# VaR and Expected Shortfall

## Exercise question

We consider daily losses on a position in a particular stock; the current value of the position equals \(V_t = 10 000\). Recall that the loss for this portfolio is given by \[ L^{\Delta}_{t+1} = -V_t \omega_t^\prime X_{t+1}, \] where \(X_{t+1}\) represents daily log-returns of the stock. We assume that \(X_{t+1}\) has mean zero and standard deviation \(\sigma = 0.2/\sqrt{250}\), i.e. we assume that the stock has an annualised volatility of \(20\%\).

We compare two different models for the distribution, namely

a

and*normal distribution*a \(t\)

with \(\nu=4\) degrees of freedom scaled to have standard deviation \(\sigma\).*distribution*

The t-distribution is a symmetric distribution with heavy tails, so that large absolute values are much more probable than in the normal model; it is also a distribution that has been shown to fit well in many empirical studies.

Evaluate and present in table of \(\text{VaR}_\alpha\) and \(\text{ES}_\alpha\) for both models and various values of \(\alpha \in (0.9,1)\).

Compare your \(\text{VaR}_\alpha\) with \(\text{ES}_\alpha\). What findings/conclusions can you draw from your comparisons?

## Reference codes

First of all, before compiling our scripts, we clean all objects from memory.

The `ls()`

code lists all of the objects in your workspace. The `rm()`

code **removes objects in your workspace**. You can begin your code with the rm() function to clear all of the objects from your workspace to start with a clean environment. This way the workspace is empty and everything you create is clearly visible.

`rm(list=ls(all=TRUE))`

There are basically two extremely important functions when it comes down to R packages:

`install.packages("package")`

, which as you can expect, installs a given package.`library("package")`

which loads packages, i.e. attaches them to the search list on your R workspace.

In this exercise, we will need to load the `QRM`

and/or `qrmtools`

package, comprehensive packages for modelling and managing risk.

```
library("QRM")
library("qrmtools")
```

- Set parameters.

Define a set of quantile probabilities p; and the corresponding alpha-type probabilities for the upper tail. Both sets are vectors.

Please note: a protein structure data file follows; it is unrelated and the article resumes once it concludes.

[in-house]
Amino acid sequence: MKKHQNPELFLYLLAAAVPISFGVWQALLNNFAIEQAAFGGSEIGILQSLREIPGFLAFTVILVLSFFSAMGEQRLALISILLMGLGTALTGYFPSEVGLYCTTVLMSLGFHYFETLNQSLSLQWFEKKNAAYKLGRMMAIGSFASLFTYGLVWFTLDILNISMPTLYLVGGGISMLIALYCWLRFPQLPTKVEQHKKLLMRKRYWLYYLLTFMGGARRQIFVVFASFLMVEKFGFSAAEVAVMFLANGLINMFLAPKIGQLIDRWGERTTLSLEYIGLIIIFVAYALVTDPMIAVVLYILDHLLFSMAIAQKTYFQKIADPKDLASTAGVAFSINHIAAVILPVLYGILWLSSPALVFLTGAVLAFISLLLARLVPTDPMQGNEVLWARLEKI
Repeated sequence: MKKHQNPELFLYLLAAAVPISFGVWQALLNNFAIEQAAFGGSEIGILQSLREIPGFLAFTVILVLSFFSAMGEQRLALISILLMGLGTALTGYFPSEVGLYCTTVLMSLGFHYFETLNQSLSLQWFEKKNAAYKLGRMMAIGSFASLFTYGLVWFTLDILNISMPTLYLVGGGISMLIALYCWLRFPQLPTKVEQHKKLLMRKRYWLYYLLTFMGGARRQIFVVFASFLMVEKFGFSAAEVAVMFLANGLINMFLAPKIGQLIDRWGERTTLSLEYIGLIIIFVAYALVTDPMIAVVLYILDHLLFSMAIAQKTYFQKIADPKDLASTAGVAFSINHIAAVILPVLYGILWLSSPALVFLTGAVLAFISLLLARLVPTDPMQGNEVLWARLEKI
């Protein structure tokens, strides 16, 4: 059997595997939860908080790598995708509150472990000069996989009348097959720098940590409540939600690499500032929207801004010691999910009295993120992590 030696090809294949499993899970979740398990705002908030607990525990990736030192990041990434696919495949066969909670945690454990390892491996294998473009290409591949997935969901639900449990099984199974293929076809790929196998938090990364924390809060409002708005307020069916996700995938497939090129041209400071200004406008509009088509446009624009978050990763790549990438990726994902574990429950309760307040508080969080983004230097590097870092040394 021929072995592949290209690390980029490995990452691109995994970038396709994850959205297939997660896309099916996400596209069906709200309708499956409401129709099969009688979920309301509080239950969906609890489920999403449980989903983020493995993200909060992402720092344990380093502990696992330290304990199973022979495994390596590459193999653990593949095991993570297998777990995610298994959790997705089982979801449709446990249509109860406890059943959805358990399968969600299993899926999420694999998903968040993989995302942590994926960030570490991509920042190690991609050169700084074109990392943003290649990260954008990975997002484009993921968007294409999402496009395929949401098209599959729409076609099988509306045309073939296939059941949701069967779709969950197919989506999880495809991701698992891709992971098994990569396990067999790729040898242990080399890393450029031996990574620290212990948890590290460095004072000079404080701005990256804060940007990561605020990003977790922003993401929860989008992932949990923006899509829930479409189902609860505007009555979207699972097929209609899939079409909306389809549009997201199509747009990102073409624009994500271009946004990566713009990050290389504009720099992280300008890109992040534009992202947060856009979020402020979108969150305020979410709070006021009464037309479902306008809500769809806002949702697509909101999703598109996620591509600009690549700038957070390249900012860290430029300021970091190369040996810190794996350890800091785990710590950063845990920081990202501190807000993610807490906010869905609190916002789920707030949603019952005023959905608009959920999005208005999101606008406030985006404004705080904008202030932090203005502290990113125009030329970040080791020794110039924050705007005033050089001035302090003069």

```
<- c(0.90,0.95,0.975,0.99,0.995,0.999,0.9999,0.99999,0.999999)
p <- 1-p alpha
```

Further, we define the daily standard deviation and the degree of freedom.

```
# Standard deviation (daily)
<- 0.2*10000/sqrt(250)
sigma # Degrees of freedom when using the Student t distribution
<- 4 t.dof
```

- VaR based on the normal distribution.

As `p`

is a vector of quantiles, plugging it into the inverse normal quantile function results in a vector of VaRs.

`<- qnorm(p,sd=sigma) VaR.normal `

We get the same results using the (upper tail) `alpha`

vector if we specify `lower.tail=FALSE`

.

`<- qnorm(alpha, sd=sigma, lower.tail=FALSE) VaR.normal.ut `

- VaR using the student
*t*distribution.

Note: in the package `QRM`

, this can be done by calling `qst(p,mu=0,sd=sigma,df=t.dof,scale=TRUE)`

. See `?qst`

for full details.

```
# standarised
<- qt(p, t.dof) * sqrt((t.dof-2)/t.dof) * sigma VaR.t4
```

- Expected shortfall based on the normal distribution.

For a given `p`

, the expected loss given a loss exceeds the corresponding VaR is obtained by:

`<- ESnorm(p,sd=sigma) ES.normal `

The function `ESnorm`

returns the expected loss given a loss exceeding `p`

under normality, scaled by `sigma`

. The expected loss is calculated by integrating over the tail of the normal distribution, dividing by its length and multiplying by `sigma: sd * dnorm(qnorm(p))/(1 - p)`